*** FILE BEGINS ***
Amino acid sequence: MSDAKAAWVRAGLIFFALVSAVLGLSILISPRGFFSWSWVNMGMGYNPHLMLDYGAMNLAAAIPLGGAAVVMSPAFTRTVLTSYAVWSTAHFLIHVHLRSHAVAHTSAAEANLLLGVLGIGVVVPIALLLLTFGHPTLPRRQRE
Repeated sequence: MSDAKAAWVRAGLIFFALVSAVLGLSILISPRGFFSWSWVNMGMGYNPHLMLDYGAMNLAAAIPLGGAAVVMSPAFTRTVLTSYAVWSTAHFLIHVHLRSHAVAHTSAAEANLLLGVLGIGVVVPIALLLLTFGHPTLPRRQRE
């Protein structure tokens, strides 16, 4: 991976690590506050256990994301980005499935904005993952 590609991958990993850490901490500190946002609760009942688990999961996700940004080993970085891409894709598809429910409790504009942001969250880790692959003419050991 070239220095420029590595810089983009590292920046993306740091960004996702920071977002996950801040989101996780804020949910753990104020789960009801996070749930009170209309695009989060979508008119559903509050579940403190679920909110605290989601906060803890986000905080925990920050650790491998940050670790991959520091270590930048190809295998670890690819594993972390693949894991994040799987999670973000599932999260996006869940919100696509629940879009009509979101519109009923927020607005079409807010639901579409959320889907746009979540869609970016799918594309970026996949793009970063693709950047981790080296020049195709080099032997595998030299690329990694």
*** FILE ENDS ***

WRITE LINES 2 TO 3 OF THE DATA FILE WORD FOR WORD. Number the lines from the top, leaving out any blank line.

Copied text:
Repeated sequence: MSDAKAAWVRAGLIFFALVSAVLGLSILISPRGFFSWSWVNMGMGYNPHLMLDYGAMNLAAAIPLGGAAVVMSPAFTRTVLTSYAVWSTAHFLIHVHLRSHAVAHTSAAEANLLLGVLGIGVVVPIALLLLTFGHPTLPRRQRE
């Protein structure tokens, strides 16, 4: 991976690590506050256990994301980005499935904005993952 590609991958990993850490901490500190946002609760009942688990999961996700940004080993970085891409894709598809429910409790504009942001969250880790692959003419050991 070239220095420029590595810089983009590292920046993306740091960004996702920071977002996950801040989101996780804020949910753990104020789960009801996070749930009170209309695009989060979508008119559903509050579940403190679920909110605290989601906060803890986000905080925990920050650790491998940050670790991959520091270590930048190809295998670890690819594993972390693949894991994040799987999670973000599932999260996006869940919100696509629940879009009509979101519109009923927020607005079409807010639901579409959320889907746009979540869609970016799918594309970026996949793009970063693709950047981790080296020049195709080099032997595998030299690329990694």